In 2010 The New York Times reported plans to build an Islamic Cultural Centre at 51 Park Place, Lower Manhattan. Soon after, the phrase 'ground zero mosque' was subsequently disseminated by various media, triggering protests opposing the project, to which the project's supporters retaliated three fold. This was the start of a socio-political controversy on both national and international scales; a polemic inflated by the media, using reductive and often misguided representations of the project.
We have addressed the project as we do all projects: with no preconceptions and a candid will to respond to a given site, propose a workable programme, and create a unique identity for the project, without seeking any historical references.
The project is located at 51 Park Place, New York City. The site is a typical midblock property, flanked by adjacent buildings on either side. The program of the building includes a 500-seat auditorium, theatre, performing arts centre, fitness centre, swimming pool, basketball court, childcare services, art gallery, bookstore, culinary school, and halal food court, set over 20 storeys. The true challenge was to create an architecture that would propose a platform for the mediation of social, cultural, urban and political differences, in one coherent environment that would cater equally for all parties.
Given the controversial context of the project that spawned a media war of images, our first responsibility as architects was to create an iconic image for the building that would enter the world's collective imagery through global printed, televised and web media.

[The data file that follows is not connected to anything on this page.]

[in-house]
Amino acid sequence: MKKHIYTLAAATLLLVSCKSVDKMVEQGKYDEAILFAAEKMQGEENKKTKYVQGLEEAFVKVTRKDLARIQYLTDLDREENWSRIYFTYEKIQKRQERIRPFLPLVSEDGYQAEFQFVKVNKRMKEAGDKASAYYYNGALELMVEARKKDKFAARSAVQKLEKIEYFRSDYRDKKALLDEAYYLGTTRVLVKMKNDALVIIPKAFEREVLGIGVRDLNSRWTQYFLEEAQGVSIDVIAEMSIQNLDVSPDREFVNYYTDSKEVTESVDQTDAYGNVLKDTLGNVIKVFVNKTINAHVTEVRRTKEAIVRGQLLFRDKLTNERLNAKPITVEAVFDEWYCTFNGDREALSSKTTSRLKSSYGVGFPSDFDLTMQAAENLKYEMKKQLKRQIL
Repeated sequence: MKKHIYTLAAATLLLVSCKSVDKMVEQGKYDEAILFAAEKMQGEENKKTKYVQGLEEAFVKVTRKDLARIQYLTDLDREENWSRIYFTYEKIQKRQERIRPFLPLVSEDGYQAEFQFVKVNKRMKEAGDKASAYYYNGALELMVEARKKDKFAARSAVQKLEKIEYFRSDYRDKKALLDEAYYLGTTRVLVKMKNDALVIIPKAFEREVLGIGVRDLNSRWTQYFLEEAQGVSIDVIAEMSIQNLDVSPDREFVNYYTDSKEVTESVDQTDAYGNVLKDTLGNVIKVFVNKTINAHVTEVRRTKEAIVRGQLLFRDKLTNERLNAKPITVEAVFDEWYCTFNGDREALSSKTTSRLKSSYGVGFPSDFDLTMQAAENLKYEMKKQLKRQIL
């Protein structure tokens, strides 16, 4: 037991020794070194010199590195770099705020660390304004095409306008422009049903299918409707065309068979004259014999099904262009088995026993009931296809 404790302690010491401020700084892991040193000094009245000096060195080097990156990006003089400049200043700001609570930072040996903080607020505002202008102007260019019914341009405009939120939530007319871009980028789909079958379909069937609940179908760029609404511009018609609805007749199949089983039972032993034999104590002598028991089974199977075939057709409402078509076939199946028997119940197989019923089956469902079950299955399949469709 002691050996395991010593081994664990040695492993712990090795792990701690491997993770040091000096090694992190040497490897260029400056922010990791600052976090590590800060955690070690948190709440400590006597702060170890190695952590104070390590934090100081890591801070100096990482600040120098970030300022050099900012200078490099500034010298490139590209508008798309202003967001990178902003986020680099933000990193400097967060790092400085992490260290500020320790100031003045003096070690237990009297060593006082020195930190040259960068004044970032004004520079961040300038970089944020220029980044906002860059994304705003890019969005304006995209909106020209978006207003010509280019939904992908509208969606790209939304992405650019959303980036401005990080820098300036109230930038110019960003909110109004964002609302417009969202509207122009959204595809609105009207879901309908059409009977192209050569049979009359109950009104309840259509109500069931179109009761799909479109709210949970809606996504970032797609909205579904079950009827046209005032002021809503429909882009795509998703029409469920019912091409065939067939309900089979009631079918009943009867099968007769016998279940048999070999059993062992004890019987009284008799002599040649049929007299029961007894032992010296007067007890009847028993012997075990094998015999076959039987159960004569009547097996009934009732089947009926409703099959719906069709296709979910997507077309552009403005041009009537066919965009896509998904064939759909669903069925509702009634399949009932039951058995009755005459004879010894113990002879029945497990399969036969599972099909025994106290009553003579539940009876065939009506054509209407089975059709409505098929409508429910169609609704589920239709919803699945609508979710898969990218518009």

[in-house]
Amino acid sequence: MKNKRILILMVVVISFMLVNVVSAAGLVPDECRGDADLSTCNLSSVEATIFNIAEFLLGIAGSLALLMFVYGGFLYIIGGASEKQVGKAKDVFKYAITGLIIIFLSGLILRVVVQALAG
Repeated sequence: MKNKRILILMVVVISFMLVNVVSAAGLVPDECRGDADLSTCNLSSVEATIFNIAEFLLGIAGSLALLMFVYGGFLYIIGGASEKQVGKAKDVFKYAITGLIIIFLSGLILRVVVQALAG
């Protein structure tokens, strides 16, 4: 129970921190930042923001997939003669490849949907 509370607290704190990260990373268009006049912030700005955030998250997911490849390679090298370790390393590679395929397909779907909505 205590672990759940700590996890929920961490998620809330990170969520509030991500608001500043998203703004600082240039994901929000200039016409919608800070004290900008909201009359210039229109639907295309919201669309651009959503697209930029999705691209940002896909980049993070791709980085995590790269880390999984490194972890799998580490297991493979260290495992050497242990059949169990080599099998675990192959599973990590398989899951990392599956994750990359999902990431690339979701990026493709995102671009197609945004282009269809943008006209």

This has led us to develop a complex geometric façade both symbolic and functional. This abstract pattern is projected into the building to become floor plates that connect the exterior façade and the building's internal program, as an intricate, sponge-like endoskeleton. This process results in a series of voids in the interior spaces that start at the prayer spaces in the sublevel and end up at the 9/11 memorial at the top floor. The geometries forming the building's skin have been spawned by the interior program and have then been freeze-framed to create a self-supporting structural and dynamic interface with the urban realm, resulting in the building's street front.
Using a parametric scripting tool written specifically for this exercise, we were able to adapt the density of the geometries in relation to the interior program; creating a pattern of unique elements (multiplicity), tessellated and atypically repeated (unity). Higher densities of pattern were achieved for functions requiring more privacy or more daylight control (i.e. the auditorium), and reduced densities were maintained for the areas requiring more daylight or openness (i.e. the sports centre). This modern "musharabyeh" does not solely reflect the all-encompassing perfection of the universe, as in traditional Islamic architecture, but is also a literal and conceptual exhibition of the building's entrails, with the clear message that the building has nothing to hide and does not fear to expose its functions. It promotes a message of openness and integration of the Muslim community with the city of New York and its various communities of faith.
PRINCIPAL: MICHEL ABBOUD
PARTNER: LEO SGUERA
LEAD DESIGNERS: FADY STEFAN
KEY STAFF: YONG JU LEE, MATT POST, STEVEN TOWNSEND, KAMIL CZARNECKI, FADI CASTRONOVO, CHARBEL NASR, NADER EL KHOURY, JOSEPH CHARTOUNI, MARWAN SALIBA